Scuttlebutt is that MEO's way-too-close close connection with the Senator Who Shall Not Be Named is making many Republicans consider switching party votes this election and actually crossing over to vote on the "D" line. Stranger things have happened!

But if last year is any indication MEO won't be reaching out to Democrats, registered blanks or any other party that is either centrist or left-of-center feeling that she doesn't need them to win. That was her undoing last year so perhaps she's learned her lesson? If she repeats her foolish mistake she just might walk away the loser - again.

While we're on the subject of the SWSNBN, take a look at the June 8th edition of "No Country For Sane Men", the region's newest on-point (which means, "no bullshit") blogsite for more on him and his current antics.

Only From the Mind of GM

After driving itself into the ground and out of business in order to increase profits by selling us Humvees, the US Auto Industry led by General Motors CEO Dan Akerson, is now saying that the Feds should implement a $1 per gallon tax increase on gasoline to encourage Americans to buy smaller, fuel efficient cars. But just earlier this year this same dude said that if gasoline went to $4.50 a gallon that people would stop visiting his showrooms. So, what's with this?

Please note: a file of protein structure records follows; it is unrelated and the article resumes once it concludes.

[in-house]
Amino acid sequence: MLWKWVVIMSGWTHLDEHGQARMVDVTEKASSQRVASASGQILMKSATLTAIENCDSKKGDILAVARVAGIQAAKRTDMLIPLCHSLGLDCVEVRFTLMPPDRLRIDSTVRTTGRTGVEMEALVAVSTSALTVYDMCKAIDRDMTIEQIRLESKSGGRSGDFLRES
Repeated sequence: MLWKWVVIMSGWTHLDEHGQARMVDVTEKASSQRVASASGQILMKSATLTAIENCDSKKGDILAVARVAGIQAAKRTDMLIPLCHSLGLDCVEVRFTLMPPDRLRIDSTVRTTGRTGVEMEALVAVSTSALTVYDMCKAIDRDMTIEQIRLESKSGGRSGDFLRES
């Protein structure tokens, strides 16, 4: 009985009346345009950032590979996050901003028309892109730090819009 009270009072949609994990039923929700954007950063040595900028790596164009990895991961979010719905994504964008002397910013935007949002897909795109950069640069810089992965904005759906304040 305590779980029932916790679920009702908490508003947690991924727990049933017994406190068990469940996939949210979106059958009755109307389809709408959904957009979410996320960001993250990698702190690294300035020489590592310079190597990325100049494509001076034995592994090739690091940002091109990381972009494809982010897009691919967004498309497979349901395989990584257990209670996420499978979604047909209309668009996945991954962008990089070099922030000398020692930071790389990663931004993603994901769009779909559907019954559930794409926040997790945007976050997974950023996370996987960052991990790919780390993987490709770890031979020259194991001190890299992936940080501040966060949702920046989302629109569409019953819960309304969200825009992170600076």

And while we're talking about gasoline prices have you noticed that they've been coming down? At my local GasMart they're now at $4.03 a gallon, regular. And remember what I wrote a month ago? The prices went up and up and the moment the President signaled the energy industry had gouged us enough and promised "investigations" they quietly came down again. What was all that talk about speculators? Folks, it was greed plain and simple and your government was directly involved in this transfer of wealth from the working classes to the monied classes.


Putnam Valley Farmer's Market

3-7 p.m. Fridays, June 24th to September 30th, Outdoors at Tompkins Corner Methodist Church, 729 Peekskill Hollow Road. Vendor contact: 845-528-0066 or

  • Homestead Farm (produce, plants, flowers and honey);
  • Cheryl Michner (free-range eggs, goat cheese, yogurt, maple syrup, maple products and petting zoo!);